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The Best

Volume Pedal

Handpicked
Quality-Checked
On Sale Now!Bestseller No. 1
Ernie Ball VP Jr. P06180 250K Potentiometer for Passive Electronics
  • Jr size to better fit on pedal boards
  • Mono volume control
  • Taper switch for two distinctive swell rates
  • For passive signal in
Bestseller No. 2
Jim Dunlop Volume X Mini Pedal (DVP4)
  • Controls volume levels and FX parameters
  • Half the size of the DVP3
  • Low Friction Band-Drive for smooth, durable
  • Lightweight and pedalboard-friendly
On Sale Now!Bestseller No. 3
BOSS Volume Pedal (FV-500H)
  • FV-500H: mono, high-impedance, INST. Level
  • Heavy-duty aluminum die casting body
  • Ultra-smooth pedal movement for the utmost in comfort and control
  • Pedal rubber is for comfortable play and non-slip action
Bestseller No. 4
Lehle Mono Volume Pedal
  • Mono Volume Pedal
On Sale Now!Bestseller No. 5
BOSS Low Impedance Volume Pedal (FV-50L)
  • Low-impedance FV-50L enables direct control of stereo keyboards and stereo effects units
  • Minimum volume knob lets users set minimum volume as desired
  • High-impedance FV-50H designed for connection before guitar effects units
  • Convenient Tuner Out jack enables speedy tuning on stage

Read More About Volume Pedal

A volume pedal is a necessary control found on many popular musical instruments such as electric guitars, keyboards, and even pedal steel guitars. The guitarist using the pedal usually uses the pedal to manipulate different aspects of the overall sound, most commonly volume. The volume pedal can be used in conjunction with a mixer or as a stand-alone unit. This article describes what a volume pedal does and how you can use it.

The volume pedal, also known as the "tone control," is added to a signal chain. The signal chain is a series of related operations that are mixed together. There are three components to a signal chain, the starting point, middle, and end. There are four components in a signal chain; a headstock, a body, a pickup orenser, and a speaker. The volume pedal acts as a volume control by affecting the ratio of one to the other.

In the majority of applications, the term "volume" refers to the overall tone, rather than to a specific level. One example of a situation where the term "volume" is used specifically is when a guitar is being used as part of a combo, and a cabinet system is utilized in conjunction with the unit. In these cases, the "volume" knob is typically attached to a separate amp via an amp simulator. In other situations, the tone control on a pedal can be made active and function through the amp. The tone controls on many pedal models are semi-active and operate through an amp.

There are several advantages to using a volume pedal. One advantage is that the guitarist does not need to play any sustaining tones during playback if the piece is stopped. By leaving the instrument "off", the player eliminates all sounds that will occur during playback, including sustaining or random tones. The advantage of this is obvious when attempting to play solos. If one is playing a solo with several other players, the soloist does not have to sustain or randomize his own playing. Also, if multiple players are overdubbed, the band cannot hear the lead guitarist's bass unless he uses a volume pedal.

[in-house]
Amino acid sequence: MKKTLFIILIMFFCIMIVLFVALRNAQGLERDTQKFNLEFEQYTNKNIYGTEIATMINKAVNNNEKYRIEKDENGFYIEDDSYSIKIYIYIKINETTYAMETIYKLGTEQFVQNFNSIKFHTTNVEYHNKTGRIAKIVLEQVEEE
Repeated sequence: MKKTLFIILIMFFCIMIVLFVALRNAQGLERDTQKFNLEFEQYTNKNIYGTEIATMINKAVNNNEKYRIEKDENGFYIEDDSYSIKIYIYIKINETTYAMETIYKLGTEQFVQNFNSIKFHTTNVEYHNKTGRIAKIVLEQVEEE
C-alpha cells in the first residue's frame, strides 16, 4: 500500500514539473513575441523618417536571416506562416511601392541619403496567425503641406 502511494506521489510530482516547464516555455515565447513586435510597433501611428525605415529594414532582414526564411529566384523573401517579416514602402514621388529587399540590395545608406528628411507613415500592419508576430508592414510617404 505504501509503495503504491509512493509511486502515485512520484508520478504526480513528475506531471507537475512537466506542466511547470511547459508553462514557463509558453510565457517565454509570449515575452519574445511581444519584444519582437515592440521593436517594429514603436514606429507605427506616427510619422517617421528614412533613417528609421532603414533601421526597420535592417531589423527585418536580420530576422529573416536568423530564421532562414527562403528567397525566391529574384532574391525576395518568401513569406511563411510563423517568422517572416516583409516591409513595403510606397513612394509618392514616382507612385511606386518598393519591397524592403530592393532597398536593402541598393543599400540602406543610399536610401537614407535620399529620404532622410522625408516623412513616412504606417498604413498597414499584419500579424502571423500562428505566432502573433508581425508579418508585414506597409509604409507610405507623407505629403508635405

A volume pedal can also eliminate or severely limit the effects of reverb. Reverb is often used to enhance the feel of recorded music and can be thought of as a mono effect. In most cases, a full reverb sound is desired; however, the signal chain may contain some subtle effects that are undesirable. In particular, if the reverb is using a high quantity of reverb, it can often cause feedback. One way to minimize feedback is to turn the volume control down very low.

Some guitars have a jack imbalances option that allows you to use two or more different expression pedals. For example, the Fender Stratocaster, which has an extremely high amount of frets, can only be played using one single-coil pickup. The same Stratocaster can be played effectively using two single-coil pickups, but using two separate fv-500l units for each pickup. In this case, the second unit would serve only as a means of controlling over-driving the first unit.

There are a few disadvantages to using a volume pedal. If you are playing in a system where the master volume control is set to maximum, every instance of your playing will produce the same signal; one could therefore become confused. Also, using a volume pedal will limit your creativity by constricting your signal chain. For instance, if you are using a single-coil pickup on the Stratocaster and use a fv-500l on the bridge, both pickups will be affecting the signal chain, but the volume pedal will determine which track will be played.

There are a couple of ways to use a volume pedal without constricting your signal chain. One way is to place the volume pedal at the bridge or the neck of the guitar so that it's effect on the single-coil pickup is limited by the neck of the guitar. Another way is to position it between the bridge and the fretboard so that the effects of both pickups are heard. Some guitars have expression pedals which allow the guitarist to vary the sound of the low-level strings by using a "stomp" or "lp". Using these expression pedals can create interesting effects. The advantage of using these expression pedals is that they allow the guitarist to control more than one note at a time.